John Michie as Guy Self in Holby City
John Michie as Guy Self in Holby City

The life and times of Taggart star John Michie

Taggart’s outspoken maverick John Michie talks about national identity, family, religion, superstitions – and why his mum wants him to play a doctor.

A regular in the series from 1998 as DI Robbie Ross until it ended in November 2010, Michie has since gone on to appear in other long-running shows, including Coronation Street and Holby City.

I love being in Taggart. I love the character I play, Robbie Ross. He’s not straight down the line and he’s prepared to bend the rules, which makes for an interesting character. God knows why they’ve not fired him yet.

I feel like a child of the British Empire, with a strong sense of Scottishness. My father is Scottish, my mother is English and they met in India – my dad was working for a Scottish bank, and moved to Burma after the Second World War to get work. I was born in Burma, my sister in Pakistan and another brother in Tunisia.

I have a strong emotional attachment to the Highlands. I’ve always found it a place of solace. After a week on a fi lm set I can think of nothing I like more than to trip up into the hills and let it all hang loose. I’m trying to get a documentary together with Cameron McNeish to climb six iconic Munros.

My wife and three kids are the great loves of my life. One of the great things in life – in a very Richard Dawkins way – is passing the genes on. I can see the spirituality of the passing on of genes, in the sense that that is the essence of the success of humanity.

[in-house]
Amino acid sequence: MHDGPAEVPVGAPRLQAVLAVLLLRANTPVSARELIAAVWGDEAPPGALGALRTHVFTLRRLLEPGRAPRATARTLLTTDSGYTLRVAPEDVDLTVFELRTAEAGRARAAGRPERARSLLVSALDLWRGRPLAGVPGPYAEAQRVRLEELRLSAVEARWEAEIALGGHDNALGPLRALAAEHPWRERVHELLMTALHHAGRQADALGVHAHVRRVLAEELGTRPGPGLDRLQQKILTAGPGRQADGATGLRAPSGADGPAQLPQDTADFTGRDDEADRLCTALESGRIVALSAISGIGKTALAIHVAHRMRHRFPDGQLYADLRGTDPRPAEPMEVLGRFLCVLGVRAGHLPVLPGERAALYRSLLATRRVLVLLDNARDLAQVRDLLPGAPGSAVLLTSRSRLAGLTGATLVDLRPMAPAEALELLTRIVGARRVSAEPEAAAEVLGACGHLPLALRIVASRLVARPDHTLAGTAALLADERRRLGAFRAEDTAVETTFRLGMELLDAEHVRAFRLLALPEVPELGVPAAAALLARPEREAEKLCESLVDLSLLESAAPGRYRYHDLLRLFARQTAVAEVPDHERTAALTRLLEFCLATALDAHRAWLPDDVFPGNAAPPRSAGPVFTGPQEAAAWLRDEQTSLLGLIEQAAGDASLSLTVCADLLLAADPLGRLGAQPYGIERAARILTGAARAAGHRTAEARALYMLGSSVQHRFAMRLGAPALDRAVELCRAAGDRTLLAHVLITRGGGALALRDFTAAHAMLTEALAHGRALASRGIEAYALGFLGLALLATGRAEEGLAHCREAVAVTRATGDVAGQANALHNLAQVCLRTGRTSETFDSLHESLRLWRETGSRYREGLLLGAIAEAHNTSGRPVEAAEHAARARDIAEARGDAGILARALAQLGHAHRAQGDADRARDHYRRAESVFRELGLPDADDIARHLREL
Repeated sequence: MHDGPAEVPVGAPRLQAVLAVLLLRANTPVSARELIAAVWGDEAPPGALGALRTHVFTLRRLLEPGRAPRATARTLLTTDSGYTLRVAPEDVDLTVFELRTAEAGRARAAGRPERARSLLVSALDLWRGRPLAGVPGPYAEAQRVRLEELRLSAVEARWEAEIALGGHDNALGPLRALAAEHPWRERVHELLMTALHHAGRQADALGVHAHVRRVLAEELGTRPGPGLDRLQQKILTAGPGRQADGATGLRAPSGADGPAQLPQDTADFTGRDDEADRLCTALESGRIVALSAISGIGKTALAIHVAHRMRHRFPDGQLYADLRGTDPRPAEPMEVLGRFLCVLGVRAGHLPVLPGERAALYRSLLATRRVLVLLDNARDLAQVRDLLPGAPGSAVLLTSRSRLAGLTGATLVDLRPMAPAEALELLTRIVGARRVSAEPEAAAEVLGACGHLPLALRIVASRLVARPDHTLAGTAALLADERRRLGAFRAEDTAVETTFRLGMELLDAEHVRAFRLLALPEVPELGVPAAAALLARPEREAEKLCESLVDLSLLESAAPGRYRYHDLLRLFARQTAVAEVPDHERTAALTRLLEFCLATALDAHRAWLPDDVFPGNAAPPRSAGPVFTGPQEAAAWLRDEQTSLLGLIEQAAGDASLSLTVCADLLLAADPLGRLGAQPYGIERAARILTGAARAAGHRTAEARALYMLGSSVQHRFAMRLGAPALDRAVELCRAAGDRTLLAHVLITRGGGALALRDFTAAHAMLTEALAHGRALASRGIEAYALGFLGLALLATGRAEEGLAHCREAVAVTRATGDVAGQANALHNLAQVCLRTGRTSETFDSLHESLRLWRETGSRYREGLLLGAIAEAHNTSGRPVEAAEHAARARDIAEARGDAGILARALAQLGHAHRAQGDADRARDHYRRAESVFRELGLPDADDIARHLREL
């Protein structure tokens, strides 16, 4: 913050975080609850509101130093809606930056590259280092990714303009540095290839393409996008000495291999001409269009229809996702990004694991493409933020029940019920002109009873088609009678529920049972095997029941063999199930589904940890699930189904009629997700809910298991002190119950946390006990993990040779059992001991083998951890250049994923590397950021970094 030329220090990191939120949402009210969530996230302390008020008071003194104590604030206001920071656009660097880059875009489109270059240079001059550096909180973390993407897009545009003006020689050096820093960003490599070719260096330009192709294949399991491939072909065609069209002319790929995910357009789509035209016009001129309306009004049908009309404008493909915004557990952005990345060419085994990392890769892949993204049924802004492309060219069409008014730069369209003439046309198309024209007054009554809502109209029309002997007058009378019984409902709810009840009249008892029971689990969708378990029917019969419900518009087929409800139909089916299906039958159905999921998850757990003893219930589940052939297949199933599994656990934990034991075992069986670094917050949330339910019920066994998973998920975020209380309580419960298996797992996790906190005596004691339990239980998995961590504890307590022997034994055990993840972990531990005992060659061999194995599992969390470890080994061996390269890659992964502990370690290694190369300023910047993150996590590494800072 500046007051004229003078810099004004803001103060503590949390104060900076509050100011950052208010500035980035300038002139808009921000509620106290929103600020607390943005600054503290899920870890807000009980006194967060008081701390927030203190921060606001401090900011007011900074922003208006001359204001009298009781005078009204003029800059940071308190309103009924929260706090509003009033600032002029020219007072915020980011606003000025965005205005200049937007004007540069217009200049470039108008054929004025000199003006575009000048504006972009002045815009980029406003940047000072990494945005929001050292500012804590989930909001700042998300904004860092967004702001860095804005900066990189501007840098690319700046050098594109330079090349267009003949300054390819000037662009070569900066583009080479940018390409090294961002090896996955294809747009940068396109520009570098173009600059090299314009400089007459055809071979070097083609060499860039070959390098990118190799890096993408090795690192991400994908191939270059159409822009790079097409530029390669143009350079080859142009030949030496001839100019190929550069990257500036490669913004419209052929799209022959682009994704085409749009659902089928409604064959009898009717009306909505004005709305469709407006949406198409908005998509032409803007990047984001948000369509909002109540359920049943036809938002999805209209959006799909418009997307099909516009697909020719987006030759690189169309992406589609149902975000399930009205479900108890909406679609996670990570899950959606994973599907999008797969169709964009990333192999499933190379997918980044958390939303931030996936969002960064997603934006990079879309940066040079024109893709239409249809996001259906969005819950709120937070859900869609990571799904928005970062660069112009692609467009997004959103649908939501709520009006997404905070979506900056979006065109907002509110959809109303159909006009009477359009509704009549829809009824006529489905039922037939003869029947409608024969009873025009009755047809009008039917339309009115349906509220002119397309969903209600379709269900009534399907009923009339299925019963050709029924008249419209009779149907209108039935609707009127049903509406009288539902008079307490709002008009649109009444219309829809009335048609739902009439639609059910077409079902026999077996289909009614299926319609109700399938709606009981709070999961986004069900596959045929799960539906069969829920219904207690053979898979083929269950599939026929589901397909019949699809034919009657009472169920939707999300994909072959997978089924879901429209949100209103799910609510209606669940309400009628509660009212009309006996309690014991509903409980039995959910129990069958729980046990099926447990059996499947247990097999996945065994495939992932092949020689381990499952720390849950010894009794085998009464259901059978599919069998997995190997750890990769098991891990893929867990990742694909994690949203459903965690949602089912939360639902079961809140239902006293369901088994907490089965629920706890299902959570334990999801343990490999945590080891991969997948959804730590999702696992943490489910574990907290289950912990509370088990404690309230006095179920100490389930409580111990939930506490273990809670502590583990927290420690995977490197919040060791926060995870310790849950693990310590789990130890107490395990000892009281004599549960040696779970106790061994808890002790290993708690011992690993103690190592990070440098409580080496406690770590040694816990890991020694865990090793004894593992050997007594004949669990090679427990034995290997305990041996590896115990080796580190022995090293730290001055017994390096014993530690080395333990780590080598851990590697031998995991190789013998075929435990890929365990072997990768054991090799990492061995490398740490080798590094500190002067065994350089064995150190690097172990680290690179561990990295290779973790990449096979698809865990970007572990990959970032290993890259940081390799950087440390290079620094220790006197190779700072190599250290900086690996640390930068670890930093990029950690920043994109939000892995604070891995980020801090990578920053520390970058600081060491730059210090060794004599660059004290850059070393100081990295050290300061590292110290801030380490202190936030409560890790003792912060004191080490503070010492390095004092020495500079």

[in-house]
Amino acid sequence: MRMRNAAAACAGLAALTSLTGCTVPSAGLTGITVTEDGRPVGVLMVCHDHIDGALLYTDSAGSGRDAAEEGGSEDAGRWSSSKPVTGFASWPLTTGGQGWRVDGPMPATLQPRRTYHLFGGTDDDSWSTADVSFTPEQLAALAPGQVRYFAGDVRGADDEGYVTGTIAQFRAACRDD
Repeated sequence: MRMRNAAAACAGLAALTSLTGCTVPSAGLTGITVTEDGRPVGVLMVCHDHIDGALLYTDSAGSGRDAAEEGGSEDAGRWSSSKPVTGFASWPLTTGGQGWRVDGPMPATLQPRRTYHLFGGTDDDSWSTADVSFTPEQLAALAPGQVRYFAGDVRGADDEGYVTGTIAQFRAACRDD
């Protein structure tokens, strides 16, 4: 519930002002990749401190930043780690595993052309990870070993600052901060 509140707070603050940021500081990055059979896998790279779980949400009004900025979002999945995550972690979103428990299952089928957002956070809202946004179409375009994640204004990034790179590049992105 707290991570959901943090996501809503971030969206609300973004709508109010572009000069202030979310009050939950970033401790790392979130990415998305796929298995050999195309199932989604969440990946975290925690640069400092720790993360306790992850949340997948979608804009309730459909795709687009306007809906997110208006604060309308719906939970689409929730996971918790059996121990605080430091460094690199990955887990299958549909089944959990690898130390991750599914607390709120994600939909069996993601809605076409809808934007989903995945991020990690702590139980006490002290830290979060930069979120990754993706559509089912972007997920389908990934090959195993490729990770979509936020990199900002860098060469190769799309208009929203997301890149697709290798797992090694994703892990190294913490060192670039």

I don’t believe in religion. I sympathise with people who do; I also feel quite sorry for them. I understand that it brings them solace, but it also constrains their lives – it dictates who you are and prevents your natural path.

John Michie as Guy Self in Holby City

I feel sorry for actors who have superstitions. They are self-induced, and it’s a complete and utter waste of time and energy. Why worry about things that are never going to happen?

My mother would have loved me to become a doctor. She still hopes I’ll one day get a part playing a doctor. Then she could die happy.

I’m a passionate supporter of the NHS, and I’m terrified of what the Westminster government is doing – rushing through a pile of stuff that hasn’t been thought through. I think we’re heading for a bad place.

The hatred Scotland has towards England is debilitating. We’re bigger than that. Our history is so fantastic: we virtually created the modern world and have this fantastic pool of greatness. We should concentrate more on being proud of that rather than feeling that we are a wee country overshadowed by England.

I have achieved my ambitions. I’ve led the life of a peripatetic actor, been able to earn a living and raise a family, which is no mean feat.

I’d like to make more documentaries, and work in America: their drama is the best in the world. One of the hardest things to do is be yourself. I try to do that – except when I’m acting, of course. If you are who you are, you’ll be interesting and successful. Success is not being a movie star or earning millions of pounds – it’s being content with who you are.

(This feature was originally published in 2011)